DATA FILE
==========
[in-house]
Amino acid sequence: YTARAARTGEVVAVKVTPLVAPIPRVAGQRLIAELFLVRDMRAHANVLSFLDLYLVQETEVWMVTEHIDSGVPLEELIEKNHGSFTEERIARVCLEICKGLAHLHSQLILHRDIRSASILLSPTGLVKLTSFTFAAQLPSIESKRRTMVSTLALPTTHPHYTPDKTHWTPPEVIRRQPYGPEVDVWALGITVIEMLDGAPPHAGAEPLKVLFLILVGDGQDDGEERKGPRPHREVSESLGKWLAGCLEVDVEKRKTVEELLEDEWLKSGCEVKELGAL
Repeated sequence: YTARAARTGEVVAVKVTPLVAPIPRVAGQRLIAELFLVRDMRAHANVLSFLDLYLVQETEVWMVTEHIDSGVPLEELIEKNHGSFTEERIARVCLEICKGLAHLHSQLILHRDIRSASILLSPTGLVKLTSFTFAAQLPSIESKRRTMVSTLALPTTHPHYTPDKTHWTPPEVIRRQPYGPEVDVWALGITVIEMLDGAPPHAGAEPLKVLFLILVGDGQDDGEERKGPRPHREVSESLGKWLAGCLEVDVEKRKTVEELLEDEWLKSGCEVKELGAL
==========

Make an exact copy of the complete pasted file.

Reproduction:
[in-house]
Amino acid sequence: YTARAARTGEVVAVKVTPLVAPIPRVAGQRLIAELFLVRDMRAHANVLSFLDLYLVQETEVWMVTEHIDSGVPLEELIEKNHGSFTEERIARVCLEICKGLAHLHSQLILHRDIRSASILLSPTGLVKLTSFTFAAQLPSIESKRRTMVSTLALPTTHPHYTPDKTHWTPPEVIRRQPYGPEVDVWALGITVIEMLDGAPPHAGAEPLKVLFLILVGDGQDDGEERKGPRPHREVSESLGKWLAGCLEVDVEKRKTVEELLEDEWLKSGCEVKELGAL
Repeated sequence: YTARAARTGEVVAVKVTPLVAPIPRVAGQRLIAELFLVRDMRAHANVLSFLDLYLVQETEVWMVTEHIDSGVPLEELIEKNHGSFTEERIARVCLEICKGLAHLHSQLILHRDIRSASILLSPTGLVKLTSFTFAAQLPSIESKRRTMVSTLALPTTHPHYTPDKTHWTPPEVIRRQPYGPEVDVWALGITVIEMLDGAPPHAGAEPLKVLFLILVGDGQDDGEERKGPRPHREVSESLGKWLAGCLEVDVEKRKTVEELLEDEWLKSGCEVKELGAL